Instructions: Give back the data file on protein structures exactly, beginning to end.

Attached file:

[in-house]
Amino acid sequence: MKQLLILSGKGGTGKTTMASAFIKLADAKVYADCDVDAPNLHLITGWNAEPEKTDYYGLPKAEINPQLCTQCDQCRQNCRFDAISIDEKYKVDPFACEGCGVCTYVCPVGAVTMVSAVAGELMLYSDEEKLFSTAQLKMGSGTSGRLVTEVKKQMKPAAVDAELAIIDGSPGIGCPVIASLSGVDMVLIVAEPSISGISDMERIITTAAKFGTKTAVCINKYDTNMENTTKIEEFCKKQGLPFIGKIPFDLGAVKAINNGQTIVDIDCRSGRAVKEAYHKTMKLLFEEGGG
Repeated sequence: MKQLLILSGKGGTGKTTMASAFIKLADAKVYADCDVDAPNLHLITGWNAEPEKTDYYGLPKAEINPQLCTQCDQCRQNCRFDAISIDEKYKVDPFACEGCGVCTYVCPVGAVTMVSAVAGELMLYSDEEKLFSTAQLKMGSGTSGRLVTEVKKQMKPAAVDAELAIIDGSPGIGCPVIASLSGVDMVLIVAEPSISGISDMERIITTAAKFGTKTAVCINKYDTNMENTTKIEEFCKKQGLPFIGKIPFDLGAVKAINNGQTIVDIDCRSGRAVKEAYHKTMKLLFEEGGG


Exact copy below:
[in-house]
Amino acid sequence: MKQLLILSGKGGTGKTTMASAFIKLADAKVYADCDVDAPNLHLITGWNAEPEKTDYYGLPKAEINPQLCTQCDQCRQNCRFDAISIDEKYKVDPFACEGCGVCTYVCPVGAVTMVSAVAGELMLYSDEEKLFSTAQLKMGSGTSGRLVTEVKKQMKPAAVDAELAIIDGSPGIGCPVIASLSGVDMVLIVAEPSISGISDMERIITTAAKFGTKTAVCINKYDTNMENTTKIEEFCKKQGLPFIGKIPFDLGAVKAINNGQTIVDIDCRSGRAVKEAYHKTMKLLFEEGGG
Repeated sequence: MKQLLILSGKGGTGKTTMASAFIKLADAKVYADCDVDAPNLHLITGWNAEPEKTDYYGLPKAEINPQLCTQCDQCRQNCRFDAISIDEKYKVDPFACEGCGVCTYVCPVGAVTMVSAVAGELMLYSDEEKLFSTAQLKMGSGTSGRLVTEVKKQMKPAAVDAELAIIDGSPGIGCPVIASLSGVDMVLIVAEPSISGISDMERIITTAAKFGTKTAVCINKYDTNMENTTKIEEFCKKQGLPFIGKIPFDLGAVKAINNGQTIVDIDCRSGRAVKEAYHKTMKLLFEEGGG